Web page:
About the Artist
Through photography, film and installation the Canadian artist Stan Douglas has, since the late-1980s, examined complex intersections of narrative, fact and fiction while simultaneously scrutinising the media he employs and how it shapes our understanding of reality. Douglas' work is often in the first instance an examination of place – Lisbon, Potsdam, Havana and Detroit have provided the impetus for, respectively, The Secret Agent, 2015, Der Sandmann, 1995, Inconsolable Memories, 2005 and Le Détroit, 1999 – but entangled with the detail of specific geographical and political circumstance is a diverse range of source material that has included the literary constructs of Franz Kafka, Joseph Conrad, Herman Melville, Samuel Beckett and ETA Hoffmann, and the films of Alfred Hitchcock and Orson Welles.
Occasions of flux, transformation and disorder, and the possibility of change they bring about, have long fascinated the Canadian artist Stan Douglas. New photographic works on display at Victoria Miro Mayfair focus on two locations of the 2011 London riots: Mare Street in Hackney Central and the Pembury Estate in Hackney Downs. To create the panoramic mise-en-scènes on display, Douglas conducted intensive research, mining sources including contemporary aerial news reports and still images. He then meticulously combined his own aerial photography with media footage to reconstruct moments frozen at specific points in the unfolding disturbance. He discusses his decision to focus on events in east London and how the work carries echoes of uprisings in 1848.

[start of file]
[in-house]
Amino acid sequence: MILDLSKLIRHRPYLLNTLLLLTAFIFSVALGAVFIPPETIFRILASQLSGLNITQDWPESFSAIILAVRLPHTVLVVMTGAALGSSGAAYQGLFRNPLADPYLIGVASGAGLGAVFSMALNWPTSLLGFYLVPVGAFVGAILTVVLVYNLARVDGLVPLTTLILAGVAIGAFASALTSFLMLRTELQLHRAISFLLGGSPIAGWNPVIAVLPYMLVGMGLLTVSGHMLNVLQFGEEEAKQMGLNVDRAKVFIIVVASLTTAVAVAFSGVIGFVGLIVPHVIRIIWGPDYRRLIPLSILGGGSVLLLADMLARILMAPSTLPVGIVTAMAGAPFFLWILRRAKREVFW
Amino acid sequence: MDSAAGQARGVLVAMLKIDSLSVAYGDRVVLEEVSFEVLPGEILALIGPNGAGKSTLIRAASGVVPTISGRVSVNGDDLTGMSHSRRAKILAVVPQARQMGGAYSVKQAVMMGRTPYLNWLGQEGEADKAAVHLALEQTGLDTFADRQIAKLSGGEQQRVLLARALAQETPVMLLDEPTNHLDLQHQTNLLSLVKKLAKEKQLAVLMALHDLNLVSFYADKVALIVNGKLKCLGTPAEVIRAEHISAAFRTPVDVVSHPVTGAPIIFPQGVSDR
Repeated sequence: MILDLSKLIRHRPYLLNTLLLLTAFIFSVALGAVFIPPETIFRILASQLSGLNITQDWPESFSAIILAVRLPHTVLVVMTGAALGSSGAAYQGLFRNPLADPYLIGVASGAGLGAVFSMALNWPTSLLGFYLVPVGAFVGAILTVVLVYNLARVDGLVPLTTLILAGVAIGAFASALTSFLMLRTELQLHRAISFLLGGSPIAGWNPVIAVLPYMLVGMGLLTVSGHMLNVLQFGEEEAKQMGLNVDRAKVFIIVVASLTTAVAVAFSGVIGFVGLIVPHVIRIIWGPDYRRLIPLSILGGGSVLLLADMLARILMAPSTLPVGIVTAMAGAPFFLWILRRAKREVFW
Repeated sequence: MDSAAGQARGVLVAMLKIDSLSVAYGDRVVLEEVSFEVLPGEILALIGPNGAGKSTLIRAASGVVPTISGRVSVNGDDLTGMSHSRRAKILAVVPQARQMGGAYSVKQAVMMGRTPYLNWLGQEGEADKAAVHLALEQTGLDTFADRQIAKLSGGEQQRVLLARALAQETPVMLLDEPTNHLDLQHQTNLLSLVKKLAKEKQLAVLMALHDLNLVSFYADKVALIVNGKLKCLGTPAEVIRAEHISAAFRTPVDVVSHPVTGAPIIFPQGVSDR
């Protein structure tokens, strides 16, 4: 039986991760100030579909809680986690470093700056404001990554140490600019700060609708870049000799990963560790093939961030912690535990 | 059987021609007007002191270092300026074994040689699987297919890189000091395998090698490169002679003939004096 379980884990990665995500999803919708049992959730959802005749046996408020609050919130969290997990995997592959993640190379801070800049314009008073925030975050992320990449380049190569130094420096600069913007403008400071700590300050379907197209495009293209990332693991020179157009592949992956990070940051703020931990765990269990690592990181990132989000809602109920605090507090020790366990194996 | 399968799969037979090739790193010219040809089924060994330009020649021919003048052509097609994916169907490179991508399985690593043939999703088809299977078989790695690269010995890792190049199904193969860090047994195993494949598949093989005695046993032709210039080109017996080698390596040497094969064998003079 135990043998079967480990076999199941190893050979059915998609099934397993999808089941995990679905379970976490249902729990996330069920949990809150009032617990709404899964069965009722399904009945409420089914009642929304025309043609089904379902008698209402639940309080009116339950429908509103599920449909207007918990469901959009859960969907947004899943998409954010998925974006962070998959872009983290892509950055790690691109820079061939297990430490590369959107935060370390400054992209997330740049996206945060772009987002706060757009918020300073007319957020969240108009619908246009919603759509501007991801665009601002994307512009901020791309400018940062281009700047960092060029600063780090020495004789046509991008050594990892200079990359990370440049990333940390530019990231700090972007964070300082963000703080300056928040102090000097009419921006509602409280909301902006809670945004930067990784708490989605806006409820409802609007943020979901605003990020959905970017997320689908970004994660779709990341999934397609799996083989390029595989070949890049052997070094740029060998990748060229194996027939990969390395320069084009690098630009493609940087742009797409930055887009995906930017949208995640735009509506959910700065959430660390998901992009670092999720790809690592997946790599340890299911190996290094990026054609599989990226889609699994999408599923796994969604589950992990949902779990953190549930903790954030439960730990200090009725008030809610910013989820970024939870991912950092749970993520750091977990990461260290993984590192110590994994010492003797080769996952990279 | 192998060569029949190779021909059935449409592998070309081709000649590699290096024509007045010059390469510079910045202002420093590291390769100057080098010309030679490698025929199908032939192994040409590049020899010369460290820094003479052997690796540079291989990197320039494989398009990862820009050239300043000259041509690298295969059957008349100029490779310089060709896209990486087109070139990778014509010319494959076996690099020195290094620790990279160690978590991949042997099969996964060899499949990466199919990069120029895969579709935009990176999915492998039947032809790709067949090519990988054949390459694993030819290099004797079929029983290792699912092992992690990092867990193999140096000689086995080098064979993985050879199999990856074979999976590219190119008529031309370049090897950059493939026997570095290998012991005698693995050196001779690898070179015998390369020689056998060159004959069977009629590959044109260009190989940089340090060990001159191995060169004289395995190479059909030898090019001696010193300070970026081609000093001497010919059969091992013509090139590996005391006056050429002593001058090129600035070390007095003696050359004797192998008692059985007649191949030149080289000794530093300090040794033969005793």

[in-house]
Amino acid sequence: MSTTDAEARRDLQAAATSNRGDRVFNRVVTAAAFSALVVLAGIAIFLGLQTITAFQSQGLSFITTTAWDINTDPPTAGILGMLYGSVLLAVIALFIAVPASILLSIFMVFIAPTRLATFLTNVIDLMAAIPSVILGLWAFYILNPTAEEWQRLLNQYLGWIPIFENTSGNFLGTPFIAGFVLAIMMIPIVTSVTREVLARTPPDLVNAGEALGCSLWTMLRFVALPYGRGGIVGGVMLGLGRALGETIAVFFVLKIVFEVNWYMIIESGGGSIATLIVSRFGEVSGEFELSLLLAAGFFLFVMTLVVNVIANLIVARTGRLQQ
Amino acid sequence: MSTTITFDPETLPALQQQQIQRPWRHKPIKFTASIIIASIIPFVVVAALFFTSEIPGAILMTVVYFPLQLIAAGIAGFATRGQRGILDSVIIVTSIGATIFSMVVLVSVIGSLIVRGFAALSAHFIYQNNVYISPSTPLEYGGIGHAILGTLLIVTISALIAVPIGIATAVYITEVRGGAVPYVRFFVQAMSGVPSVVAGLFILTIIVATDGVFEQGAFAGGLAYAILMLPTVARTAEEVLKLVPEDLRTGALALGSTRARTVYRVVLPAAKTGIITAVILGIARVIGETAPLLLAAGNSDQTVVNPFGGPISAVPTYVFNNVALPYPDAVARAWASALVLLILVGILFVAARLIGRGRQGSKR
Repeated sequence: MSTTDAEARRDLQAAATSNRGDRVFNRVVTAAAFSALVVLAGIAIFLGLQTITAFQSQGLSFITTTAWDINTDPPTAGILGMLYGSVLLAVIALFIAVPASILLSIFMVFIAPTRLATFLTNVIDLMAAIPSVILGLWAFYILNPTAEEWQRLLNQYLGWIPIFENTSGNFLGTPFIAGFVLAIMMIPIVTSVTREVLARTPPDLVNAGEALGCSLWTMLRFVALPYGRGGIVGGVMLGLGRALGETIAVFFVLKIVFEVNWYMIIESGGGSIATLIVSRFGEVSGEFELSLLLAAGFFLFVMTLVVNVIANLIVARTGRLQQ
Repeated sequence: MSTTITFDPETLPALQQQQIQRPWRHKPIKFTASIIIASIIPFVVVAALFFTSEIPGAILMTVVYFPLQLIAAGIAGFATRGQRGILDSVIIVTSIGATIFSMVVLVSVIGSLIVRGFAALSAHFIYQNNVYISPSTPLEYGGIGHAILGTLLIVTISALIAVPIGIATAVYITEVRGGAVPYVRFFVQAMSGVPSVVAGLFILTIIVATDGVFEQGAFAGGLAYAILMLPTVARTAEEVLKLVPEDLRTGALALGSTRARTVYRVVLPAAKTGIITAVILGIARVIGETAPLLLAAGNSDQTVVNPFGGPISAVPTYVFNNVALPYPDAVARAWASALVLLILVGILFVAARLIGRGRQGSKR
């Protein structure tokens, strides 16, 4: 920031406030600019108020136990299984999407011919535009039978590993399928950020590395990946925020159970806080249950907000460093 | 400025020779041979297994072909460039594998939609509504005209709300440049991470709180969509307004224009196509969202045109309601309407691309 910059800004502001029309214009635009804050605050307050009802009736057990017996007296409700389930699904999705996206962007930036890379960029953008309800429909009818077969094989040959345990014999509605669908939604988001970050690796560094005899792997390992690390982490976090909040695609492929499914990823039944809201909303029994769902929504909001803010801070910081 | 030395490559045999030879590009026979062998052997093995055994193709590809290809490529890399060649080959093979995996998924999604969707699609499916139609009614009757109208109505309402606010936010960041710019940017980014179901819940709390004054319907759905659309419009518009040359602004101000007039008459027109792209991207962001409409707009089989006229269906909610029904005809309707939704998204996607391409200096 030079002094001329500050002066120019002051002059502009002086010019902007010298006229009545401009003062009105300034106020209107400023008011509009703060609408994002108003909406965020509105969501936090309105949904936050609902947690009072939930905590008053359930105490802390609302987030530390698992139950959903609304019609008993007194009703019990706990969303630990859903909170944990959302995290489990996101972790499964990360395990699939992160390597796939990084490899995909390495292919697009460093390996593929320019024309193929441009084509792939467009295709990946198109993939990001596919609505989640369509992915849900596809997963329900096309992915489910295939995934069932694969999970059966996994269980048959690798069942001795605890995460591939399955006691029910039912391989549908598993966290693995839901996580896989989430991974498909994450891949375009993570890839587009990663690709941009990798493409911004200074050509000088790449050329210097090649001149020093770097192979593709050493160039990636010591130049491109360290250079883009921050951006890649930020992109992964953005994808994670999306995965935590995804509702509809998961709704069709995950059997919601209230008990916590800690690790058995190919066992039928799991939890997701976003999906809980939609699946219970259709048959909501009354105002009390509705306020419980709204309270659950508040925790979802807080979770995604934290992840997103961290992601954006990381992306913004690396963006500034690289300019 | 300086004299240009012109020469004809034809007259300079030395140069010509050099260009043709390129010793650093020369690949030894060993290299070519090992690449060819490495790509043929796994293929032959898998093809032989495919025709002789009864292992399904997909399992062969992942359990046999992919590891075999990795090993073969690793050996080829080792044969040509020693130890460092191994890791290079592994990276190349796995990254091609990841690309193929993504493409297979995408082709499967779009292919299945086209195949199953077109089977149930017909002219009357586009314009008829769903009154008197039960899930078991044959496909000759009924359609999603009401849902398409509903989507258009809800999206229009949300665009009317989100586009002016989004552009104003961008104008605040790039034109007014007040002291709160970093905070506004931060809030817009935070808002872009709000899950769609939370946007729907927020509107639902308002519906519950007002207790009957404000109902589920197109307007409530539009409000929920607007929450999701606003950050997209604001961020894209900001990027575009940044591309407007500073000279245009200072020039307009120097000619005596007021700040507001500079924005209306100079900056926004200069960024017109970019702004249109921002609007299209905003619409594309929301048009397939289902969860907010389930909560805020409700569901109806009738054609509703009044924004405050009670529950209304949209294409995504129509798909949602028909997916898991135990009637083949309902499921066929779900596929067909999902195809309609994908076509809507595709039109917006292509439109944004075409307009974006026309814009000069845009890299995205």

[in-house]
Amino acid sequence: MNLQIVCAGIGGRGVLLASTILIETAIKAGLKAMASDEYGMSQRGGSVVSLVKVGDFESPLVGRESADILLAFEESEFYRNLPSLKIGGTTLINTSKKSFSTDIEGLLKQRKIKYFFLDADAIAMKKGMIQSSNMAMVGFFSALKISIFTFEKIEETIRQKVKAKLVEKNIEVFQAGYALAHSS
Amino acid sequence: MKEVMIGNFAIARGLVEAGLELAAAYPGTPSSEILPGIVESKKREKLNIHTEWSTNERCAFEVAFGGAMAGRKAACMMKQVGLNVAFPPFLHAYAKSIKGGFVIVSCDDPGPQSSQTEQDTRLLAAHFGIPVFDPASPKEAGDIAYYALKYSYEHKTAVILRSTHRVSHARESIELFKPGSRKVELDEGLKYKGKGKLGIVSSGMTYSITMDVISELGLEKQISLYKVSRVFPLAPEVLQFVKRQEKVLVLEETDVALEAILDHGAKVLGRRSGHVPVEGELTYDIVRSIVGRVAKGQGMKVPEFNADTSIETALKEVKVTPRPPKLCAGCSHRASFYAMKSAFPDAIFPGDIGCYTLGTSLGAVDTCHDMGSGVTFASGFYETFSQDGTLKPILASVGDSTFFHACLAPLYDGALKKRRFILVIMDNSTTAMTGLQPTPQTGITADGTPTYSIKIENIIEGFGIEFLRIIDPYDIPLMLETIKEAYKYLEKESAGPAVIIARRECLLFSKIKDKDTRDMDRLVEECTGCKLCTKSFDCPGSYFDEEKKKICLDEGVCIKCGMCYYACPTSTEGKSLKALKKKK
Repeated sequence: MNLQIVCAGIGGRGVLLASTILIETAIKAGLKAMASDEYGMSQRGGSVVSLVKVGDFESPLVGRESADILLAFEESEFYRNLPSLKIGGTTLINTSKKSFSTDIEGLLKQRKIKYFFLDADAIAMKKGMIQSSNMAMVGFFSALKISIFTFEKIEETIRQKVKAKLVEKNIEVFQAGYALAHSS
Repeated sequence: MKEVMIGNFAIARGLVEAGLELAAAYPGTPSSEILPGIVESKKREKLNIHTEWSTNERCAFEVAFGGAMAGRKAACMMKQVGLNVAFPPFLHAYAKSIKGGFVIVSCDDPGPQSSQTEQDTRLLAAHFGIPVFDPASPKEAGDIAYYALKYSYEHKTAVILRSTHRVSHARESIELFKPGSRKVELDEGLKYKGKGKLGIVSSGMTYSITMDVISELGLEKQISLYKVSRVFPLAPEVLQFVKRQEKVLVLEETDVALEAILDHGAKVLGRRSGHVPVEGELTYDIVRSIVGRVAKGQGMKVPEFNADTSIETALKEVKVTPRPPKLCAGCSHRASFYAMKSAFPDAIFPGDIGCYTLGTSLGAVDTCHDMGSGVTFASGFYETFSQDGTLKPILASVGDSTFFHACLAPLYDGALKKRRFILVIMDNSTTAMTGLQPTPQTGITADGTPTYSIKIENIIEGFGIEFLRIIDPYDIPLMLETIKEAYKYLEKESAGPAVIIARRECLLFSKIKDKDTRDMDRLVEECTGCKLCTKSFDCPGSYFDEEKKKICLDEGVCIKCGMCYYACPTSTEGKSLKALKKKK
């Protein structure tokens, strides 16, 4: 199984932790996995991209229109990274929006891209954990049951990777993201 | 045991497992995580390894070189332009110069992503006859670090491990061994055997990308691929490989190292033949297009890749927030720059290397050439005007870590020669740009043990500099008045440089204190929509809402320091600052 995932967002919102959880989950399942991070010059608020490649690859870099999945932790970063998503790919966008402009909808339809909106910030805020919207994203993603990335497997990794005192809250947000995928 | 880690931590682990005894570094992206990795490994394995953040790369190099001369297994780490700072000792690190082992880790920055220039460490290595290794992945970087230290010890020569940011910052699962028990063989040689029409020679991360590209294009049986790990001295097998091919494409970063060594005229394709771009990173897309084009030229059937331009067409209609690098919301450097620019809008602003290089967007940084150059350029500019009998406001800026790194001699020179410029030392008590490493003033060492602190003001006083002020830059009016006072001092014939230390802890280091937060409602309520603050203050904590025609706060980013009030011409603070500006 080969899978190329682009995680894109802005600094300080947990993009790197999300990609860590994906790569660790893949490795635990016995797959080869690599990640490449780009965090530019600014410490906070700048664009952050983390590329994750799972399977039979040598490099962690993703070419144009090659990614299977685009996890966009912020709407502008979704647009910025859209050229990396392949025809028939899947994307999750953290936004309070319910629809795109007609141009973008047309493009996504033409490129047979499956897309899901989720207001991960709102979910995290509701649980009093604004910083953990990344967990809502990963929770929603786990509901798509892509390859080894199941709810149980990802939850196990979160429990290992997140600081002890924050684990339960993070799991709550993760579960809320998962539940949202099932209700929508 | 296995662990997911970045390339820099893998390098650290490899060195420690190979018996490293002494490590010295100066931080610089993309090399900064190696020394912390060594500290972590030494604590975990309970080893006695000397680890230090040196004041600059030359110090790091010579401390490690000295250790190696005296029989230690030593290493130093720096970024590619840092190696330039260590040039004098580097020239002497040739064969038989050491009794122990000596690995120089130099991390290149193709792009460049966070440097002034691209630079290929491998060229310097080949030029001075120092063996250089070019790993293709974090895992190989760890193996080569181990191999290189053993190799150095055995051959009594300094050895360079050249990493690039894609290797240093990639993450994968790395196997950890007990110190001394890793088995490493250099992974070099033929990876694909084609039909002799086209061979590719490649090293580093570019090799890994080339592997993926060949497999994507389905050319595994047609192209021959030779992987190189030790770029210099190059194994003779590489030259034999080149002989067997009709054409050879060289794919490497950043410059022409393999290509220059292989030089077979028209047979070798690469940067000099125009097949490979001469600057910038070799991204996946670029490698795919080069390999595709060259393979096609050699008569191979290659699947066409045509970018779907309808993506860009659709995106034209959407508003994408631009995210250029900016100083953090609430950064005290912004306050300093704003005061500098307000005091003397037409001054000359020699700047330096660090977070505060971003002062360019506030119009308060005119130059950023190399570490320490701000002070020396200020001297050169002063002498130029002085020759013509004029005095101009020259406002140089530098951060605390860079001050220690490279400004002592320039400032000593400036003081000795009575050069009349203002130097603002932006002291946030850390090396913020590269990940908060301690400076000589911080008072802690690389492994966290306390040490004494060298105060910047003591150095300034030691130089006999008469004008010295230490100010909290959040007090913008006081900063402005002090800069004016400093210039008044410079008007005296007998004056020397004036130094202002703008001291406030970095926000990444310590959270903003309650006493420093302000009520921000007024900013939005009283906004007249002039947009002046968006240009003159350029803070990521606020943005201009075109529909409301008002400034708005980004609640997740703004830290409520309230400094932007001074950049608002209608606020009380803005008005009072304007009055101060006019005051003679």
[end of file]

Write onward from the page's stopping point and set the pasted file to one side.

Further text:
What compelled you to make work around events in 2011?
‘2011 was the year of riots around the world. The Arab Spring was ongoing, you had Occupy Wall Street, you had the events in London, and you even had riots in Vancouver, with people coming in from the suburbs, coming downtown with crowbars intending to wreak some havoc after the game of the Stanley Cup hockey championship. I call this our 1848. In 1848 there were mini revolutions throughout continental Europe. This happened globally in 2011, with people in various ways expressing their frustration with a lack of representation. But instead of it being treated as a political event, it was treated as a policing event like the 2003 anti-Gulf War demonstrations.’
That’s the real conflict: between two groups who want to claim the ownership of space.